Feature - Bob Jungels ready to tackle Tour de France again
Jan 17 2018 01:47 pm CET

Feature - Bob Jungels ready to tackle Tour de France again
Feature - Bob Jungels ready to tackle Tour de France again
Photo of Bob Jungels (c) Mary Cárdenas / CyclingPub.com

Quick-Step Floors rider Bob Jungels is ready to face the Tour de France again after gaining experience in other grand tours in the last two seasons.

The 25-year-old from Luxembourg said this after the team's presentation at a hotel in Calpe, Spain, which CyclingPub.com attended.

Jungels rode his first Tour de France in 2015 but had not returned since. He did ride the Giro d'Italia in the last two seasons and added the Vuelta a España to his schedule in 2017. The rider believes that he learned a lot from those experiences.

"I think I have changed quite a lot compared to three years ago," he said. "I'm pretty sure I would have won a stage then if I had been a little bit more patient. Everything was super exciting. The first Tour de France was something unbelievable with all the media coverage. Through these two years in the Giro I think I've learned to handle all this. Even this year in the Giro, five days in Pink, it does something to you. It actually took quite a lot of energy, which I maybe missed on one or two of my bad days.

"I think you just gain so much experience by doing grand tours and that was the reason why I wanted to do the Giro and the Vuelta. It's the right time to tackle the Tour.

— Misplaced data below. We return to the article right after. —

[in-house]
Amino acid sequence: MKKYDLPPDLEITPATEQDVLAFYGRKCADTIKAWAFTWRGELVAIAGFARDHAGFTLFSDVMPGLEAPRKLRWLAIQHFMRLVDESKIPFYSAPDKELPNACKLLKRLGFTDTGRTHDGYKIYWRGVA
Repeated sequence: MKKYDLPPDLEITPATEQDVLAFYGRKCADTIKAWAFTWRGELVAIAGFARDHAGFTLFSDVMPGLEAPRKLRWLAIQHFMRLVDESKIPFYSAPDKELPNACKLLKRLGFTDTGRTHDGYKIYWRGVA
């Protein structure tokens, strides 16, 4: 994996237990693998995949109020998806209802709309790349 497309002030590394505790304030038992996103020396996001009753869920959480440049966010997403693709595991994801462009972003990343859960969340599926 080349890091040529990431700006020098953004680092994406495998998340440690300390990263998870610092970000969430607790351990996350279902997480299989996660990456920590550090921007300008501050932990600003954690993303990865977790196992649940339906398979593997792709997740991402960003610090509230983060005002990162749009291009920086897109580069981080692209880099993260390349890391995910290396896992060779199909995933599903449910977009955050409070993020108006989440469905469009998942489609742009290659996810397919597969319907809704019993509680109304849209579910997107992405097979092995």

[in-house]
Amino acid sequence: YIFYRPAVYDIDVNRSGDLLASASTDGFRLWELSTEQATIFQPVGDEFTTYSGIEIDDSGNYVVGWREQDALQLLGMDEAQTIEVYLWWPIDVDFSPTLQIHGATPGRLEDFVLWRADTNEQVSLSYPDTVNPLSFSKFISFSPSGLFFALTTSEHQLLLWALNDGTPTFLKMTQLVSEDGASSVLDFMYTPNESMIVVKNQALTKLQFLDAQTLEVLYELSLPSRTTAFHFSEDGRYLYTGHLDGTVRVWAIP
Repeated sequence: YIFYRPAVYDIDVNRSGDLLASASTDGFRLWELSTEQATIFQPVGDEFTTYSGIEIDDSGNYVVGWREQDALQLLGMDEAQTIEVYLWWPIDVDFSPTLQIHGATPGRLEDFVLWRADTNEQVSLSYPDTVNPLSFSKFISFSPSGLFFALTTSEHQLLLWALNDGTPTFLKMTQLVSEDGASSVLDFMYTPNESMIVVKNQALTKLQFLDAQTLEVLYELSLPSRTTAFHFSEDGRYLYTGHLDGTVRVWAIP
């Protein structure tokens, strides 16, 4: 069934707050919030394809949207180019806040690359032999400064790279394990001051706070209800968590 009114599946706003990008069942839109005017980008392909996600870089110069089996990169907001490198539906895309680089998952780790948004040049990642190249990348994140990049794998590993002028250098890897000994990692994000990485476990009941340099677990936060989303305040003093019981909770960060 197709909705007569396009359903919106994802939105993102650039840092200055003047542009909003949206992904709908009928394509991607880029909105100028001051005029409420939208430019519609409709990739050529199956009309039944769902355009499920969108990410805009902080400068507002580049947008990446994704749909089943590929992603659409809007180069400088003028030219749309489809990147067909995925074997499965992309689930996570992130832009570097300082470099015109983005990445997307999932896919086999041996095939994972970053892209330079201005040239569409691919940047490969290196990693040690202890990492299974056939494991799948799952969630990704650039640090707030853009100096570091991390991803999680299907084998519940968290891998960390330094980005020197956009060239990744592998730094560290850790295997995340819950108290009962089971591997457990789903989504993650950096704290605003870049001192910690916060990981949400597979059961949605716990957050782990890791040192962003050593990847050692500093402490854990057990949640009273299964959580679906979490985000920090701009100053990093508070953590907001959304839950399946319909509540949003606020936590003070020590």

"The main purpose of doing the Giro and the Vuelta was just to stress my body to see if I could progress even more ahead of the next season."

Being from Luxembourg, Jungels represents a rather unique country in cycling which despite its small size has managed to produce big talents throughout the last few decades, including Andy and Fränk Schleck.

"It is probably also due to the size of the country," Jungels believes. "We have a pretty good sports system, I would say, and you just have to fight quite hard in the earlier years against bigger nations. I remember riding alone against six, seven guys from Italy, Spain, France or Belgium. It's much more of a fight than to have a team around you as a junior. That's probably part of it. But I also think it's much easier to take care of ten talented riders than 150. The individual support can be much more precise."

It wasn't always easy to operate in such a small environment however, which eventually made Jungels decide to move elsewhere.

"Luxembourg is such a small country and absolutely everybody knows everybody, so it can be tricky. It's something you have to manage pretty well, to understand what you can and can't do. This is also one of the reasons why I moved to Switzerland four years ago. At that time, the Schleck brothers were still in the sport's full spotlight and I didn't want to grow up in their shadows. I wanted to go my own way," he explained.

Jungels confirmed that while there was interest from other teams to sign him ahead of the current season, the decision for him to stay was easy.

"It's the environment here," he said. "It's something very special. I'm sure everybody in the team can confirm that the team spirit is like a family. I have the perfect way ahead to grow as much as I can. There was no need for me to change teams."
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